Diabetes can harm your nerves. That damage, called neuropathy, may be painful. It can happen in several ways, and they all seem to be related to blood sugar levels being too high for too long. To prevent it, work with your doctor to manage your blood sugar. You may hear your doctor mention the four types of diabetes-related neuropathy: peripheral, autonomic, proximal, and focal. Peripheral Neuropathy This type usually affects the feet and legs. Rare cases affect the arms, abdomen, and back. Symptoms include: Tingling Numbness (which may become permanent) Burning (especially in the evening) Pain Early symptoms usually get better when your blood sugar is under control. There are medications to help manage the discomfort. What you should do: Check your feet and legs daily. Use lotion on your feet if they're dry. Take care of your toenails. Ask your doctor if you should go to a podiatrist. Wear shoes that fit well. Wear them all the time, so your feet don't get injured. Autonomic Neuropathy This type usually affects the digestive system, especially the stomach. It can also affect the blood vessels, urinary system, and sex organs. In your digestive system: Symptoms include: Bloating Diarrhea Constipation Heartburn Nausea Vomiting Feeling full after small meals What you should do: You may need to eat smaller meals and take medication to treat it. In blood vessels: Symptoms include: Blacking out when you stand up quickly Faster heartbeat Dizziness Low blood pressure Nausea Vomiting Feeling full sooner than normal If you have it: Avoid standing up too quickly. You may also need to wear special stockings (ask your doctor about them) and take medicine. In Men: Symptoms include: He may not be able to have or keep an erection, or he may have “dry” or reduced ejaculations. What Continue reading >>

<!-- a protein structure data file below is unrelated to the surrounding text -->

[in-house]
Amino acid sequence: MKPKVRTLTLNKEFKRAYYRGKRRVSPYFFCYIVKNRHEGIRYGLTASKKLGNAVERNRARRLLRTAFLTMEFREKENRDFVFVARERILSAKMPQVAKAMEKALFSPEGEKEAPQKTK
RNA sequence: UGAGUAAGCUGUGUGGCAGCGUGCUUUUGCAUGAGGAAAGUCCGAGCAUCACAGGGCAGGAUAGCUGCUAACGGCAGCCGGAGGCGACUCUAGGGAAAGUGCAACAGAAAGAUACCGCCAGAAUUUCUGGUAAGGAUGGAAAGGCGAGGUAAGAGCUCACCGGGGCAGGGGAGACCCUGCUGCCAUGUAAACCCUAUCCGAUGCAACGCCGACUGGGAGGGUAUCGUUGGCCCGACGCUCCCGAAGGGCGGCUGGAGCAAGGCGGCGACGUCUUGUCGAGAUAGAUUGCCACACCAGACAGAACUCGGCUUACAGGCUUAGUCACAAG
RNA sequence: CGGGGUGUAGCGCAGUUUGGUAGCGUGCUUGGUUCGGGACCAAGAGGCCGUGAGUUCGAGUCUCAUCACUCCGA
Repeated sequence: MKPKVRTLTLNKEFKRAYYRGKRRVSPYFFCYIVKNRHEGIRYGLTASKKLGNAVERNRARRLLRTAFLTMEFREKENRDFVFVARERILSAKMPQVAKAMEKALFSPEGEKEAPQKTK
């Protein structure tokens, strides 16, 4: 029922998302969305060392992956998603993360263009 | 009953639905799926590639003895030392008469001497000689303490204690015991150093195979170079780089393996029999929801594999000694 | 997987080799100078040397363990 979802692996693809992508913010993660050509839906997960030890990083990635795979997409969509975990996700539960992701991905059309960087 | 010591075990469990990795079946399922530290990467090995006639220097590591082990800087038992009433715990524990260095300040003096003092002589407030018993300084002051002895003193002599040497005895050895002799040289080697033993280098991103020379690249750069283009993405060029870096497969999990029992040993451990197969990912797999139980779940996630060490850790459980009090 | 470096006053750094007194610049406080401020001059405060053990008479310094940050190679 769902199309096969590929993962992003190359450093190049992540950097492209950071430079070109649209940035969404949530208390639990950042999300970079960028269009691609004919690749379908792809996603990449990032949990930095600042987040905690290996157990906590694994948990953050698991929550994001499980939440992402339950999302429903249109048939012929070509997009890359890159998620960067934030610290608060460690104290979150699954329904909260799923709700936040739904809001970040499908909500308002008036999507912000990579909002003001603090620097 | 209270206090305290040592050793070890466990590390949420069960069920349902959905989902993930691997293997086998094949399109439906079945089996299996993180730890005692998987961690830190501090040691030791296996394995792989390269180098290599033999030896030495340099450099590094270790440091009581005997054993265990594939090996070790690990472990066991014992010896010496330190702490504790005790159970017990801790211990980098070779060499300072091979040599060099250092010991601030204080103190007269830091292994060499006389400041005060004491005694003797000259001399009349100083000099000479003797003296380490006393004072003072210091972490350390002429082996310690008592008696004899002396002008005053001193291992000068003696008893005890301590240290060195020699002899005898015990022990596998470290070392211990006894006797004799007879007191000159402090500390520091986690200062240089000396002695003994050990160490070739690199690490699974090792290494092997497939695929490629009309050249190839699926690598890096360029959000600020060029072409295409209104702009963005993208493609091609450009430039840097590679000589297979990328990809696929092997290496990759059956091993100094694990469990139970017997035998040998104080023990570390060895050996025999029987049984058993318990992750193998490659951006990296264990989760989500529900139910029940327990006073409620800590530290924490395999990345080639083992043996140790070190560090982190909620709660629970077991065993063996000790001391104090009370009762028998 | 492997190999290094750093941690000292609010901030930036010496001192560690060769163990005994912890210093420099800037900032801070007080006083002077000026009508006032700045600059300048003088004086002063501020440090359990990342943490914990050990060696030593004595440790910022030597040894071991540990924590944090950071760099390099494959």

Nerve Damage (diabetic Neuropathies)